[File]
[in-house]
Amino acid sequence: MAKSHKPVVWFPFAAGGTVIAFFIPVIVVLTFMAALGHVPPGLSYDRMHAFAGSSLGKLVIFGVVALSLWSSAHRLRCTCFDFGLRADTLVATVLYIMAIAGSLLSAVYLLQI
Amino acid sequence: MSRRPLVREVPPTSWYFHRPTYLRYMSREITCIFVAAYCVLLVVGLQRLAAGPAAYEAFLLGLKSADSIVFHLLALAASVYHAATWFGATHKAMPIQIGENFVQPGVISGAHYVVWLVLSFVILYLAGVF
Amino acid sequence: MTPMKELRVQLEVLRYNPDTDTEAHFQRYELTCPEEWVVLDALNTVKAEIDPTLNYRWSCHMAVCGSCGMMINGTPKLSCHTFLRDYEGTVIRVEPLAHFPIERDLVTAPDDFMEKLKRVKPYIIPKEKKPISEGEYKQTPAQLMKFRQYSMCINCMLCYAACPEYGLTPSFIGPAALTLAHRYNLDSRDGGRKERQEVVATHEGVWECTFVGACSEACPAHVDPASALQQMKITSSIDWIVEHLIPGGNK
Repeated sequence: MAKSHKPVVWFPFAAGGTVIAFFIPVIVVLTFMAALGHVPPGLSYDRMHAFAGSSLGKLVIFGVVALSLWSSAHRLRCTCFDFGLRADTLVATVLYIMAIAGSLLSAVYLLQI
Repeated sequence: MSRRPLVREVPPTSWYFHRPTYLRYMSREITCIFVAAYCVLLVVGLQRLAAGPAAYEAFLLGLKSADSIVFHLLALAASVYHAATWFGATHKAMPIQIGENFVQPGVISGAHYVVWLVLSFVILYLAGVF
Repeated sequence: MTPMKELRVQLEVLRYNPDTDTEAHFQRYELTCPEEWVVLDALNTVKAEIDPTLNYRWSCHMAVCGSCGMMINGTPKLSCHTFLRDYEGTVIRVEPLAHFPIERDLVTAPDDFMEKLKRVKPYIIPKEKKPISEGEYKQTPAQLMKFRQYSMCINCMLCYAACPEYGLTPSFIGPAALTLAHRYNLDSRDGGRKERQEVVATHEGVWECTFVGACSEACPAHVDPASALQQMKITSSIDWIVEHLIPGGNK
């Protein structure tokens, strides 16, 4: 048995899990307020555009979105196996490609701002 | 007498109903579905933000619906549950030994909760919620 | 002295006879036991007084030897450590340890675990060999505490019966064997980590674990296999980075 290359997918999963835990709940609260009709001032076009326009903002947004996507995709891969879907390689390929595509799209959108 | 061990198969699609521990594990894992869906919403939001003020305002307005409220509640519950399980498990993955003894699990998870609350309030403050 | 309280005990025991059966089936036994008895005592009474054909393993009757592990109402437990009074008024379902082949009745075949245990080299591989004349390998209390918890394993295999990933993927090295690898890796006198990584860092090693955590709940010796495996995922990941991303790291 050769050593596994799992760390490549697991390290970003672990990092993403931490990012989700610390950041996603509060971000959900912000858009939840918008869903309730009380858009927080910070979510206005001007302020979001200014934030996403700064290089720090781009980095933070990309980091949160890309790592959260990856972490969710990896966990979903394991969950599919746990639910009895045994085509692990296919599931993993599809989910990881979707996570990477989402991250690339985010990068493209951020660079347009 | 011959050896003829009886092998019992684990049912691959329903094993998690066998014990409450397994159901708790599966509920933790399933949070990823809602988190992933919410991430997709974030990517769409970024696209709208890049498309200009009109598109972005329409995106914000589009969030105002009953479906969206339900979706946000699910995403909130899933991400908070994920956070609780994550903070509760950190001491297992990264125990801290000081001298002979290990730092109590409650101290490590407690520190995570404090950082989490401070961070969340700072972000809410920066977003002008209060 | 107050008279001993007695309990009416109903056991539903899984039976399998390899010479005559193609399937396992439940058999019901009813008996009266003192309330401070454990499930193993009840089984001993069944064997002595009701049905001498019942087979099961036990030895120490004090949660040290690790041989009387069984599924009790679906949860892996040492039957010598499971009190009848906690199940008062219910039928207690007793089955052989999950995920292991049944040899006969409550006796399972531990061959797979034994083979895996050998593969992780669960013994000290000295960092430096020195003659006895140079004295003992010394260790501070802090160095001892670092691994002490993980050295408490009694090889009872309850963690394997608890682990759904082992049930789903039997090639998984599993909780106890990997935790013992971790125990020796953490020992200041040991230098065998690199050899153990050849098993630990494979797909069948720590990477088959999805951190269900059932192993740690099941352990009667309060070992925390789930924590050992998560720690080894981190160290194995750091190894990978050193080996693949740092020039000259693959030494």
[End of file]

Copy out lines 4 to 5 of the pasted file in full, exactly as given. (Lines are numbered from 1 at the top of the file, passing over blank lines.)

Amino acid sequence: MTPMKELRVQLEVLRYNPDTDTEAHFQRYELTCPEEWVVLDALNTVKAEIDPTLNYRWSCHMAVCGSCGMMINGTPKLSCHTFLRDYEGTVIRVEPLAHFPIERDLVTAPDDFMEKLKRVKPYIIPKEKKPISEGEYKQTPAQLMKFRQYSMCINCMLCYAACPEYGLTPSFIGPAALTLAHRYNLDSRDGGRKERQEVVATHEGVWECTFVGACSEACPAHVDPASALQQMKITSSIDWIVEHLIPGGNK
Repeated sequence: MAKSHKPVVWFPFAAGGTVIAFFIPVIVVLTFMAALGHVPPGLSYDRMHAFAGSSLGKLVIFGVVALSLWSSAHRLRCTCFDFGLRADTLVATVLYIMAIAGSLLSAVYLLQI